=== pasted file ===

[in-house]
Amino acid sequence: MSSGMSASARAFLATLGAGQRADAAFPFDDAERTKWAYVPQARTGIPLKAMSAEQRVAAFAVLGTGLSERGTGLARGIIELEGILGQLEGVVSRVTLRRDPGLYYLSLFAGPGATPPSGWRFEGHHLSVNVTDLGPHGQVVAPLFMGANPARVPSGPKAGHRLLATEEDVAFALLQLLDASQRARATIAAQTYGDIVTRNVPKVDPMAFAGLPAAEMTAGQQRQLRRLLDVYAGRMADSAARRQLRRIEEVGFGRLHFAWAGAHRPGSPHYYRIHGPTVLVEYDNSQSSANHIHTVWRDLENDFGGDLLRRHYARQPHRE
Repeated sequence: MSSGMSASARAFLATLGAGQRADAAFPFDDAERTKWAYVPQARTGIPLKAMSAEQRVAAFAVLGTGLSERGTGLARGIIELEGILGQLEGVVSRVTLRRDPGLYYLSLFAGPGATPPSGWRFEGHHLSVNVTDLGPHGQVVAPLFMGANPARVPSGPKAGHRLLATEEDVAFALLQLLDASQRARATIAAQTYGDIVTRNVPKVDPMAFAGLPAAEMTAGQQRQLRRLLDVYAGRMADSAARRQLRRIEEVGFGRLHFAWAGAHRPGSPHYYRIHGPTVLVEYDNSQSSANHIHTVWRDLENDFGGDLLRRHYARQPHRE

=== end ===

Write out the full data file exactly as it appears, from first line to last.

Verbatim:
[in-house]
Amino acid sequence: MSSGMSASARAFLATLGAGQRADAAFPFDDAERTKWAYVPQARTGIPLKAMSAEQRVAAFAVLGTGLSERGTGLARGIIELEGILGQLEGVVSRVTLRRDPGLYYLSLFAGPGATPPSGWRFEGHHLSVNVTDLGPHGQVVAPLFMGANPARVPSGPKAGHRLLATEEDVAFALLQLLDASQRARATIAAQTYGDIVTRNVPKVDPMAFAGLPAAEMTAGQQRQLRRLLDVYAGRMADSAARRQLRRIEEVGFGRLHFAWAGAHRPGSPHYYRIHGPTVLVEYDNSQSSANHIHTVWRDLENDFGGDLLRRHYARQPHRE
Repeated sequence: MSSGMSASARAFLATLGAGQRADAAFPFDDAERTKWAYVPQARTGIPLKAMSAEQRVAAFAVLGTGLSERGTGLARGIIELEGILGQLEGVVSRVTLRRDPGLYYLSLFAGPGATPPSGWRFEGHHLSVNVTDLGPHGQVVAPLFMGANPARVPSGPKAGHRLLATEEDVAFALLQLLDASQRARATIAAQTYGDIVTRNVPKVDPMAFAGLPAAEMTAGQQRQLRRLLDVYAGRMADSAARRQLRRIEEVGFGRLHFAWAGAHRPGSPHYYRIHGPTVLVEYDNSQSSANHIHTVWRDLENDFGGDLLRRHYARQPHRE